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“Culture is manifested in shared, unspoken assumptions, values, and beliefs of a group of people resulting in characteristic behavior.” Craig Storti
While there are many popular and academic definitions of culture, I particularly like Craig Storti’s version because it is very flexible and can be applied to any situation where different cultures meet well beyond the realm of international relations. It encompasses subgroups like corporate culture, town culture, team culture, family culture, partnership culture. It thus underlines the importance of context when looking at interactions between different groups.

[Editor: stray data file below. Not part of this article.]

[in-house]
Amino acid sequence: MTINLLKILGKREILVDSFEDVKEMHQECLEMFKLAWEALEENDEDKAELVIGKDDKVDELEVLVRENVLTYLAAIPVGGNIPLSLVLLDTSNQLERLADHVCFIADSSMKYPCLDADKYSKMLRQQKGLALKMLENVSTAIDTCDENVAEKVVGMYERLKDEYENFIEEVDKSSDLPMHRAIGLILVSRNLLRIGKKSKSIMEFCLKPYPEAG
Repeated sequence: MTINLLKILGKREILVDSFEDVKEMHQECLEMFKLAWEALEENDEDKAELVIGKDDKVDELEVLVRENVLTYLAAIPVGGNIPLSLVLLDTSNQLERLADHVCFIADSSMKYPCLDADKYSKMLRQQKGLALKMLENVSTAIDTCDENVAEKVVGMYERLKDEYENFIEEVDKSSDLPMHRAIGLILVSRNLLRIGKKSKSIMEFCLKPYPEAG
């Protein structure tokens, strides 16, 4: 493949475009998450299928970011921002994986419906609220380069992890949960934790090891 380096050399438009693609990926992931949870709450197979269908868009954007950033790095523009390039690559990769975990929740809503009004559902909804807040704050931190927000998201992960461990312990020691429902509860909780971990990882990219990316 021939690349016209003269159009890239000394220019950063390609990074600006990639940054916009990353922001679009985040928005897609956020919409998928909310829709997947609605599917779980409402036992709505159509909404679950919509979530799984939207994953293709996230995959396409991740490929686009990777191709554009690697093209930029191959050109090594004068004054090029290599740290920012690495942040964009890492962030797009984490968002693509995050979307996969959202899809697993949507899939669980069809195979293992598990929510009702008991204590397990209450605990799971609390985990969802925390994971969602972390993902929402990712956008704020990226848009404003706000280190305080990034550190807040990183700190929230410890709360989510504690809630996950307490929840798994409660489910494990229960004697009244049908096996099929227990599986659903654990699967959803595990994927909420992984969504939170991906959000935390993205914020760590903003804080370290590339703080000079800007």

The unspoken assumptions, unreflected values and beliefs that prompt a person’s behavior, decisions, and interpretations of others are at the heart of many misunderstandings, interpersonal issues, and conflict. Intergenerational conflicts, gender conflicts, mergers and acquisitions issues, just to name some examples, can be only be adequately addressed if the respective unspoken assumptions and differences in values and beliefs are identified, named and placed in relation to each other without judgment. In that respect, an intercultural consultant is not unlike a therapist in that he attempts to uncover hidden relationship dynamics to allow the players to make informed decisions and to be aware of the potential consequences of their actions. The objective is to move beyond a conflict and apply different decision making tools depending on the context of a situation and to nuance one’s behavior based on what we know about ourselves and the other. The ultimate goals is to find enrichment in differences and appreciation for different perspectives without the need to prove one right and one wrong.